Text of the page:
Why Maine’s Budget Matters
Here at MC&C, we tend to focus quite a bit on the matters taking place in New York State. But that doesn’t mean that we don’t occasionally pay attention to what’s going on elsewhere. We’ve looked at how other states view Sec. 1031 exchanges, for instance. We’ve also covered budget issues faced by other states. State budgets are an important and useful topic for a variety of reasons. For one, state budgets shed light on many principles of money management. It’s very common to look around at the states in our union and find clear examples of poor fiscal planning. Our readers can learn from the mistakes made by such states and improve their own financial condition. With our own self-improvement in mind, we’ll now look at the State of Maine’s budget and some of the issues facing that state.
More Than Just a Pretty Place
Maine is a common destination for New Yorkers looking to get away from the hustle and bustle of the big city. Maine is home to beautiful scenery and pleasant cities. As we will see, however, Maine is presently saddled with some serious fiscal worries. Recent budget changes have given many analysts and commentators cause for anxiety. Let’s go over the latest budget changes and then highlight the reasons why the current budget may be unsustainable.
Governor Proposed General Fund Budget of $8+ Billion
The Governor of Maine, Janet Mills, proposed a budget of $8.04 billion. This proposal represented an increase of 11% over the previous budget. Part of the impetus behind this sizable increase is the expansion of Medicaid services for residents. The Governor maintains that this budget increase won’t require any state tax increases. Right away, this promise gave cause for alarm, as Maine has a history of increasing taxes to cover budgetary deficits. The new Maine budget proposal leaves very little room for error. If projections are off, or if unexpected expenses turn up, the state could end up suffering dramatically. Budget issues could lead to wage stagnation, unpaid layoffs and other negative consequences for state employees. Tax increases would lead to less money in the pocketbooks of Maine residents.
The Governor proposed the Maine budget under the promise that this increase would be sustainable, but there are plenty of reasons to suspect otherwise. Of course, it may work. But, looking at the situation dispassionately is always the desired approach. Let’s consider some of the reasons why this proposal is cause for concern.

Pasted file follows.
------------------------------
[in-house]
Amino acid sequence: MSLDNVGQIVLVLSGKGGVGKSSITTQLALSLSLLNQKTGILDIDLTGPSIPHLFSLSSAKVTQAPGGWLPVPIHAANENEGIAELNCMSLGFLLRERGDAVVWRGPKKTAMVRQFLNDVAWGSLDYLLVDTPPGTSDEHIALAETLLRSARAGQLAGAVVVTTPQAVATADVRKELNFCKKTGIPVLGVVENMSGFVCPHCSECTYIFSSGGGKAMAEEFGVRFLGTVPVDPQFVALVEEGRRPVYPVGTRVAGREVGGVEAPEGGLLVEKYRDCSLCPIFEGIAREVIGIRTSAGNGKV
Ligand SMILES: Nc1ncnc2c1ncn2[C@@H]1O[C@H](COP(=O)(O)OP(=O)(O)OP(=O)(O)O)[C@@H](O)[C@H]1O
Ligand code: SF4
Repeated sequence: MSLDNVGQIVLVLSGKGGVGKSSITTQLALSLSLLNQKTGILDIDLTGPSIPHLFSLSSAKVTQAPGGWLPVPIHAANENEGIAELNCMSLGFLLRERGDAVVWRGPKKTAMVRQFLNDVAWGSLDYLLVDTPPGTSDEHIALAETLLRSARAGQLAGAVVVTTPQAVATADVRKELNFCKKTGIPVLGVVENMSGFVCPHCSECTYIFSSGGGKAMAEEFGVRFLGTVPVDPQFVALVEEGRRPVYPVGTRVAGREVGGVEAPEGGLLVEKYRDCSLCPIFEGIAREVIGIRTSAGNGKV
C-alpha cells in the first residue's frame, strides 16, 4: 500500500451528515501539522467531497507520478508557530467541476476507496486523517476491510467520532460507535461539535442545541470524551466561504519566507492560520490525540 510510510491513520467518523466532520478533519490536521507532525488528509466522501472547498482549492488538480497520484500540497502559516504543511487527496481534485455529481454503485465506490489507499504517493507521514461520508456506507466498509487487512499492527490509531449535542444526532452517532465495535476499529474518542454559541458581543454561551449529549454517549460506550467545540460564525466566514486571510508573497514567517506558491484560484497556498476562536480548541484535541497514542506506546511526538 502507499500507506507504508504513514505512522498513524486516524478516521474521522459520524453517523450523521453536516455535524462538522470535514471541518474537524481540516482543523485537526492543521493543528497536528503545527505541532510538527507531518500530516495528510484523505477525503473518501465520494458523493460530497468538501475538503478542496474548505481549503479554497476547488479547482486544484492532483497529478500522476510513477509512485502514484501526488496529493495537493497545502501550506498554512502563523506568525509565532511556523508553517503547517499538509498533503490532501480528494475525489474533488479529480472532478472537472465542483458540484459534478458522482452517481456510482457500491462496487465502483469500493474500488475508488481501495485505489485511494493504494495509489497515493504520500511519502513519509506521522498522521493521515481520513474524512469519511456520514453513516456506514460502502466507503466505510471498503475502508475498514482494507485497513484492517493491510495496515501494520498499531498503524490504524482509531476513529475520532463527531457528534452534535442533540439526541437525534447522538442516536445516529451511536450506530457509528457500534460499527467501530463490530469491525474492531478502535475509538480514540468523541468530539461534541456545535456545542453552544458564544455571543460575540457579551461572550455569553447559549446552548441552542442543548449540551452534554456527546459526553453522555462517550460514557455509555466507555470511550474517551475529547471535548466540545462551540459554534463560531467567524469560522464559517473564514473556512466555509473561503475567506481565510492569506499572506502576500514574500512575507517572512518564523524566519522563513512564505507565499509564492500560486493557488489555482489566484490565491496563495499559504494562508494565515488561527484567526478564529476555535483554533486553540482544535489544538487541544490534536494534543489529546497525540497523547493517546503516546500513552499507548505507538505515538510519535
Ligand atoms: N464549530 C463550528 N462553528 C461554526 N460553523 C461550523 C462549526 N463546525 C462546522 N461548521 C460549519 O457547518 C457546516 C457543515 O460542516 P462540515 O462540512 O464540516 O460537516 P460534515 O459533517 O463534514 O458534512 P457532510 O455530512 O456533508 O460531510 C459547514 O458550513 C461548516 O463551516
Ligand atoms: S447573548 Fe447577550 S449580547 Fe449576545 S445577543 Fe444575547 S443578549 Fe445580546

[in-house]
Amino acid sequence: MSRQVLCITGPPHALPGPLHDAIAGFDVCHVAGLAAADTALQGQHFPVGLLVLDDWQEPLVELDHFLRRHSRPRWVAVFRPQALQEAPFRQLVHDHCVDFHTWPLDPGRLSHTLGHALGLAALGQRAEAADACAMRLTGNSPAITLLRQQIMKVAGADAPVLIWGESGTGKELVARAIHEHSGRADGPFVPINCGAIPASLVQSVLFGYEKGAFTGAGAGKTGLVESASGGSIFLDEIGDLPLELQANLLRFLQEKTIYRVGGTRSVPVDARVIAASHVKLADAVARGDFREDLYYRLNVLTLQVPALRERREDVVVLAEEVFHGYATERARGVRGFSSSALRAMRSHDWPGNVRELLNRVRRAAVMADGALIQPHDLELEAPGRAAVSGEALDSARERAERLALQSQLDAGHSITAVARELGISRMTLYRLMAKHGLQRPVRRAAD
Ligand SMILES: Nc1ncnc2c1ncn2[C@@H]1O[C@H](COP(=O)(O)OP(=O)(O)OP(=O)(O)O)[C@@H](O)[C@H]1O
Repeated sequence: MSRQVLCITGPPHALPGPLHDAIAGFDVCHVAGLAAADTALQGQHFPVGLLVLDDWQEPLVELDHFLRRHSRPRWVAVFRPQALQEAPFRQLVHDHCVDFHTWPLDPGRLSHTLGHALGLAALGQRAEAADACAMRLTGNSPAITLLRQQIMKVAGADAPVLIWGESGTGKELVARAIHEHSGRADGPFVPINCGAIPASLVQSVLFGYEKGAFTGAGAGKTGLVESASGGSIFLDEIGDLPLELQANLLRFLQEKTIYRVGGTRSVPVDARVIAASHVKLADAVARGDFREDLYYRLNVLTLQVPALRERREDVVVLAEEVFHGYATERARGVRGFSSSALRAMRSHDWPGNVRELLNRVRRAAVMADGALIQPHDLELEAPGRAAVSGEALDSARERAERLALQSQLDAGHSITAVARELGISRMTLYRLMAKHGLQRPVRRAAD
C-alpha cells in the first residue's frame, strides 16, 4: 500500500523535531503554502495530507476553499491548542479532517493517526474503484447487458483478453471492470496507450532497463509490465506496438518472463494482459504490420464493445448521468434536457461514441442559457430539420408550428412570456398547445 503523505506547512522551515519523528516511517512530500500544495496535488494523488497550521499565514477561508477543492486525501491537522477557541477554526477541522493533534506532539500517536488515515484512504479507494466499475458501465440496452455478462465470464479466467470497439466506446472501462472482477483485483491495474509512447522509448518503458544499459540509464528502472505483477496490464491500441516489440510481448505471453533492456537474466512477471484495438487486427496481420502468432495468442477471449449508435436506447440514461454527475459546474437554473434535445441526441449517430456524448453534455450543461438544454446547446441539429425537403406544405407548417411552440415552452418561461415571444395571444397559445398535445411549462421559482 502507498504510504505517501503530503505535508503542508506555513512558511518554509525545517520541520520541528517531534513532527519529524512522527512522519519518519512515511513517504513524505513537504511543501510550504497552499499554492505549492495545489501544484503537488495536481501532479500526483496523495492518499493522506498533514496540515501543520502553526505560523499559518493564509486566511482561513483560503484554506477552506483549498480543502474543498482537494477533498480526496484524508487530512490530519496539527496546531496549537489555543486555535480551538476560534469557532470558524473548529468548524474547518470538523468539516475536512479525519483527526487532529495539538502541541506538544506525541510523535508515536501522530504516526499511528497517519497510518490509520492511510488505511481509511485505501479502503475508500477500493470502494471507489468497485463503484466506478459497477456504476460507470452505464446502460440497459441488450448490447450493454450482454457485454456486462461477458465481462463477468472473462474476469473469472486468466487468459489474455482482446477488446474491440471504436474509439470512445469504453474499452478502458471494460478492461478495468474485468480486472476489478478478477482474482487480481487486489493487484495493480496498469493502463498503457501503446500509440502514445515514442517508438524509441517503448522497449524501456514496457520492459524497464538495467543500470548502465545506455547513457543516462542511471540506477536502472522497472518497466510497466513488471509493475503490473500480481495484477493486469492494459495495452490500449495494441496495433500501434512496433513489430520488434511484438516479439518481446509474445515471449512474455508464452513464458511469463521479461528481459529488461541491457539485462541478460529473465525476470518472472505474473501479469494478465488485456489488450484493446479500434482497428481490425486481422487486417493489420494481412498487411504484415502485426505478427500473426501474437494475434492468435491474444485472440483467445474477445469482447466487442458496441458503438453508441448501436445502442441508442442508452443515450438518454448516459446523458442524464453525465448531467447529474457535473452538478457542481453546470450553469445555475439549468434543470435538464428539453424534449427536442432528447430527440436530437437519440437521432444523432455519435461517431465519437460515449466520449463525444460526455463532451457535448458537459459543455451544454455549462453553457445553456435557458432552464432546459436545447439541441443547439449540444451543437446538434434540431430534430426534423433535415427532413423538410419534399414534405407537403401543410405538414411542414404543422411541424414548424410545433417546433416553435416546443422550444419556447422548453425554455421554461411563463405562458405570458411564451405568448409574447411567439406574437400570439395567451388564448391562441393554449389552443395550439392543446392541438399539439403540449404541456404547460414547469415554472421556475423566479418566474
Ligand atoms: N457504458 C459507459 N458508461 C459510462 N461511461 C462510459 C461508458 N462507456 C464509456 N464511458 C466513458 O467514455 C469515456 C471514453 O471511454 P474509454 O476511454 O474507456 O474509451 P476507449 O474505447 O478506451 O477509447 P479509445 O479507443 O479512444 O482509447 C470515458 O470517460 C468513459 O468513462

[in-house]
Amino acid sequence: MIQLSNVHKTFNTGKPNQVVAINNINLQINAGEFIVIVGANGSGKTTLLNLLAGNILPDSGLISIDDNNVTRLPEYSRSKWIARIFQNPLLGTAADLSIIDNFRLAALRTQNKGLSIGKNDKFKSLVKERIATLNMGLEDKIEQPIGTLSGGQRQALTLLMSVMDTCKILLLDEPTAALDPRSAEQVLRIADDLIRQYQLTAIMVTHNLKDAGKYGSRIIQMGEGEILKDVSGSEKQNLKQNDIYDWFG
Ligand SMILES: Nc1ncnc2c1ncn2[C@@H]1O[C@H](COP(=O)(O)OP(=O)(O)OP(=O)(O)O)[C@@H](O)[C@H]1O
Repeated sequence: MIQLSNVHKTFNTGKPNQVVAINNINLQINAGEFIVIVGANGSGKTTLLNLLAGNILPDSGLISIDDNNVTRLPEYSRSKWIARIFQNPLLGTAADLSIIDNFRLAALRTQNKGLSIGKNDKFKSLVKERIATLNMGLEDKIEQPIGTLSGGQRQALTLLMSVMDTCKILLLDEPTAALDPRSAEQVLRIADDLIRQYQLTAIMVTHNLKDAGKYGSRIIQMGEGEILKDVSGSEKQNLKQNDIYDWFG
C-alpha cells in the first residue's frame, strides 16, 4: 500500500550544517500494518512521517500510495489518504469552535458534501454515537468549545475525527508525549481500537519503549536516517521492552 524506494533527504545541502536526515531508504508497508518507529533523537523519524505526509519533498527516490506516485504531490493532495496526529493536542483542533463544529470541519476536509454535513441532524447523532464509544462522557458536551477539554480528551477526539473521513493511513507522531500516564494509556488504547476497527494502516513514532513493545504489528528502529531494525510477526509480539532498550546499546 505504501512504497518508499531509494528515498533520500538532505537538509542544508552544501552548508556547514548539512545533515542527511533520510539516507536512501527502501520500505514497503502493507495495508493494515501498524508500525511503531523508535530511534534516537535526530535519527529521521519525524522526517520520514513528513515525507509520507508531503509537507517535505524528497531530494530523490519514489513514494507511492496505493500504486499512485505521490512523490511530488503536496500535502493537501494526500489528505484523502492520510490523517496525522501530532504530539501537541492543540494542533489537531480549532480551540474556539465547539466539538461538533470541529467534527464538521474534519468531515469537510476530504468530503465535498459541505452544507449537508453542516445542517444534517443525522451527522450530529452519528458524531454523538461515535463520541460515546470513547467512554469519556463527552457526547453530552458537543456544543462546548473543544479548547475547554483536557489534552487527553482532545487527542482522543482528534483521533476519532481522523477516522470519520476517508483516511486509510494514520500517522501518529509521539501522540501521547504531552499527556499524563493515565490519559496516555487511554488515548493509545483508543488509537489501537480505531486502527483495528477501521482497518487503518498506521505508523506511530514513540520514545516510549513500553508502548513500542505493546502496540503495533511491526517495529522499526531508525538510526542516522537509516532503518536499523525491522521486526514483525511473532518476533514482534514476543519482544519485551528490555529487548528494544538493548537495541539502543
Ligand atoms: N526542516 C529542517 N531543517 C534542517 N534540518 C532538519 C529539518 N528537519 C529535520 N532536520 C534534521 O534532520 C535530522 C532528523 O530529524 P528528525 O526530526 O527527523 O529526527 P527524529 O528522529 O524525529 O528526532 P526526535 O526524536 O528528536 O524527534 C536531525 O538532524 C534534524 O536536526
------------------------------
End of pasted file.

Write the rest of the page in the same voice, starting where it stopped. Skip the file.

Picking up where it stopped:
Reasons Why Maine’s Budget May Be Unrealistic
Governor Mills’ budget spends roughly 99.995% of its funds. This means that there is almost no cushion should any unexpected changes come about. And unexpected expenses are almost certain to happen at one point or another. Look at something such as damage caused by natural disasters. If a natural disaster creates damage which must be remedied, this will pose a very clear problem given the constraints of the budget proposal. Another issue is that the budget proposed by Mills spends an old surplus on expenses which are recurring. In other words, the proposal will inevitably lead to a deficit in future years because it draws from funds which won’t be available. New state employees will expect to be paid in future years, for instance, even though the surplus will be dried up. Thus far, Governor Mills hasn’t come forth with a solution to this problem.
Overly Optimistic Projections?
The proposal also rests on an optimistic expectation for the state economy. Though the State of Maine is currently experiencing growth, this likely won’t be the case in the near future. Economic fluctuations are inevitable, and this means that the budget will likely need to tap into reserves at some point. The current margin of error doesn’t seem to allow for that. What’s more, the State of Maine currently owes the federal government $72 million. This debt is associated with the Riverview Psychiatric Facility. What happens to Maine’s budget when the fed comes to demand payment on this debt? The fed could come knocking at any time, and this would be a blow that the budget couldn’t withstand without additional measures.
Finally, it’s extremely difficult to project expenses for Medicaid. Experts can try to come up with projections, but these projections cannot be totally reliable. And if projections underpredict expenses associated with Medicaid then the state will slip into the red.
Maine may be scenically delightful, but clearly the State of Maine has some fiscal issues to work out. This appears to be a clear case of poor fiscal planning. And even though we don’t want to imitate this practice, it should be noted that poor planning is all-too-common in the realm of finance. Very often we structure our current budget without properly accounting for everything, particularly things which aren’t certainties. We prefer to think that the future will unfold in an optimal way, and that any unforeseen events will benefit us. A fiscally smart person knows that this is mistaken thinking, however. We always have to structure our budgets according to a dispassionate analysis of our current and future situation.
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Image credit: Jim Bowen